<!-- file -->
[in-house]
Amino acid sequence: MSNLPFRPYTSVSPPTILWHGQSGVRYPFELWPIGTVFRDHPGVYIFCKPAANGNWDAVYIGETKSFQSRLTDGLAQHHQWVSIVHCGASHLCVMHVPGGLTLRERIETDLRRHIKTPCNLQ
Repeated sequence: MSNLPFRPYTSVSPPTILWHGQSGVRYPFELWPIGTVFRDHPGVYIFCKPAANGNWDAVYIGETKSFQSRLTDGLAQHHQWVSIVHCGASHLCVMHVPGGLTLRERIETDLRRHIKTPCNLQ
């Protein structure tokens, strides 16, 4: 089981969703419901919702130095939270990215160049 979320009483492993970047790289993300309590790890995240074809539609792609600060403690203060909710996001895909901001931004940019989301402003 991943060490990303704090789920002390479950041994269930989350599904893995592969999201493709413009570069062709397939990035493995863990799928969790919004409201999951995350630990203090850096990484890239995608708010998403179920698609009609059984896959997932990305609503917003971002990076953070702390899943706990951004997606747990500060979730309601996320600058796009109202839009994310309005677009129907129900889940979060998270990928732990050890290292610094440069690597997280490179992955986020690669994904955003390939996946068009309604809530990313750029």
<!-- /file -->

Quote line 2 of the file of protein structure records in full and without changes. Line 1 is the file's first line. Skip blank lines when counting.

Amino acid sequence: MSNLPFRPYTSVSPPTILWHGQSGVRYPFELWPIGTVFRDHPGVYIFCKPAANGNWDAVYIGETKSFQSRLTDGLAQHHQWVSIVHCGASHLCVMHVPGGLTLRERIETDLRRHIKTPCNLQ